House debates

Thursday, 12 November 2020

Bills

Appropriation Bill (No. 1) 2020-2021; Consideration in Detail

11:31 am

Photo of Alan TudgeAlan Tudge (Aston, Liberal Party, Minister for Population, Cities and Urban Infrastructure) Share this | Hansard source

Let me address a few of the questions which have been put so far. Firstly, in relation to citizenship ceremonies, in the last 12 months we've had record numbers of people becoming citizens. More than 200,000 people, in fact, pledged their allegiance to Australia in 2020, which is a 60 per cent increase on the previous year. We have very much got on top of the backlog that was there previously, in part due to COVID.

Secondly, in relation to the permissions platform which the shadow minister was asking about and the $75 million which has been allocated in the budget, the answer is no, that's not just for procurement. Of course that's not the case. In fact, that money goes to procurement and processing costs, ICT preparations, biometric and identity systems developments, business case developments et cetera. So it's a full suite of things which that funding will be going towards.

In relation to the humanitarian questions which the shadow minister asked, he asked directly whether this was in fact a cap. It is a cap. It's no longer a target. That was a decision which was made in this particular budget. Of course the 13,750 figure, if achieved this financial year, will in fact, be a higher number than it was last financial year, when the figure was in the low 13,000s. With that figure, we'll still be the third most generous country in the world, on an absolute basis, in relation to our humanitarian intake.

Finally, in my last three minutes let me address the member for Berowra's question in relation to English language. I commend him, first of all, for the outstanding remarks that he just made in relation to English language, when he pointed out the critical importance of it for our social cohesion. It was a beautiful story that he gave himself, which he related to this chamber. I'll give a couple more stats on that. Today, of those who do not speak English, only 13 per cent are in work. I'll say that again. Only 13 per cent of those who don't speak English in Australia today are in a job. That's the employment rate, not the unemployment rate. If you do speak English, it's well into the 60s. Today you cannot properly engage fully in the employment market, or you certainly have great difficulty doing so, without English. This has changed from the 1950s and 1960s, when that English language wasn't so much required. Today, with the occupational health and safety requirements, you do need that English to have the best opportunity of getting work. Those statistics which I just outlined indicate that.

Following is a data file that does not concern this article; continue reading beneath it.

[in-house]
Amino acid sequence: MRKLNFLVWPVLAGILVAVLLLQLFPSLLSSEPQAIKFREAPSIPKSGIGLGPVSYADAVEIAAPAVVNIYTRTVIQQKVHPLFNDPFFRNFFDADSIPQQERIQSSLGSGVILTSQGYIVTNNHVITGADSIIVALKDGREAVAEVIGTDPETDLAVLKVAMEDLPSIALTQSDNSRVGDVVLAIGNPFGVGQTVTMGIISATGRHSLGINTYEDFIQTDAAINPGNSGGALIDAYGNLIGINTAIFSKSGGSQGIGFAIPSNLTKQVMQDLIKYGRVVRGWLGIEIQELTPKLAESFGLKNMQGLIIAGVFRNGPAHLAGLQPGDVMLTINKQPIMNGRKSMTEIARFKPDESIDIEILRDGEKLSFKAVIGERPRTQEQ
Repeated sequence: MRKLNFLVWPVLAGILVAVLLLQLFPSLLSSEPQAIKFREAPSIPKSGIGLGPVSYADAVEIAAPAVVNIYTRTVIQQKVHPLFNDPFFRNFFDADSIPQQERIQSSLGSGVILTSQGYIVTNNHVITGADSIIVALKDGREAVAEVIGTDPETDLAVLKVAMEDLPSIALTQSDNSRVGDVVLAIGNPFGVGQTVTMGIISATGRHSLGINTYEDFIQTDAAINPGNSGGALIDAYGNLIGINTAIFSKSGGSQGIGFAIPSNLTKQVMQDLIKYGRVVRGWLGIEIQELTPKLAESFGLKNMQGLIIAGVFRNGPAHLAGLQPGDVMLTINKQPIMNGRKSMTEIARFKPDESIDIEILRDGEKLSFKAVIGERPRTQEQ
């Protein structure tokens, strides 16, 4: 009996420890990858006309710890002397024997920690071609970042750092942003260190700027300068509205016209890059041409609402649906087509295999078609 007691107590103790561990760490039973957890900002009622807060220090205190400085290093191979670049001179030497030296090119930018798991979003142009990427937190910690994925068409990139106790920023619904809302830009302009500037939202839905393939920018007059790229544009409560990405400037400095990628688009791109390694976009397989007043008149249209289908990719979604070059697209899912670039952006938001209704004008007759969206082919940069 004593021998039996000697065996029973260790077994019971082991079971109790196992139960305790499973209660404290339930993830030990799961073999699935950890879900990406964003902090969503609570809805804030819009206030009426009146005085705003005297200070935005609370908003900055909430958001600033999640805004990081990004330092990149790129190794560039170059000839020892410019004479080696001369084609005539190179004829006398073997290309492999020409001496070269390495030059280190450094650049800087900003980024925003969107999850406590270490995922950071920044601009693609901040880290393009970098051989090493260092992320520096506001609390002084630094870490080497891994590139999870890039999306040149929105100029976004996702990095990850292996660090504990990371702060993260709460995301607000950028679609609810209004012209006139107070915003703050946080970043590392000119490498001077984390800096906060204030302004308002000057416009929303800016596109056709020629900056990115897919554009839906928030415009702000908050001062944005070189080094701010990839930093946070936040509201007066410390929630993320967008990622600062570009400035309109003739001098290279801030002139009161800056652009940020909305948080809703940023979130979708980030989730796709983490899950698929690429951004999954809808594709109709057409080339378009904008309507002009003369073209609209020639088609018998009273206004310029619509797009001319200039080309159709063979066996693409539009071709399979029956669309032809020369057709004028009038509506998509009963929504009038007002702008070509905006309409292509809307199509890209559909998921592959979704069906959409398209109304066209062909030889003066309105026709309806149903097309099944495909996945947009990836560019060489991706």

It's not the case that just by being in Australia you'll naturally pick up the English language. The data doesn't support that. Fifty per cent of people who have been here for 15 years still don't have English language. So we are making three fundamental changes to support migrants to learn English. First, we're completely opening up the accessibility for our free adult English language programs. This means that any migrant at any time can get as many hours of English language tuition as they need. Second, we're improving the quality of those courses. That work is being undertaken now and, when the next contracts go out, we'll be insisting that there is better performance by those providers to get better outcomes, because we haven't been getting the outcomes we would like to see. Third, we will place higher expectations upon individuals to take up the English language courses which are available to them. In particular, we're asking people who are applying for partner visas to make a reasonable effort to learn English before they put in their permanent residency application. In most cases, 'reasonable efforts' will be defined as simply taking part in those free English language classes. There's nothing fixed. We're not setting a standard. There's no bar. We're just asking for a reasonable effort while they're here in Australia before they get their permanent residency.

We think those three things will make a substantial difference. It will help the individuals, it will give them the best chance of seizing all the great opportunities in Australia, and it will add to our social cohesion so that we can all communicate together and, ultimately, continue our success as the greatest multicultural country in the world.

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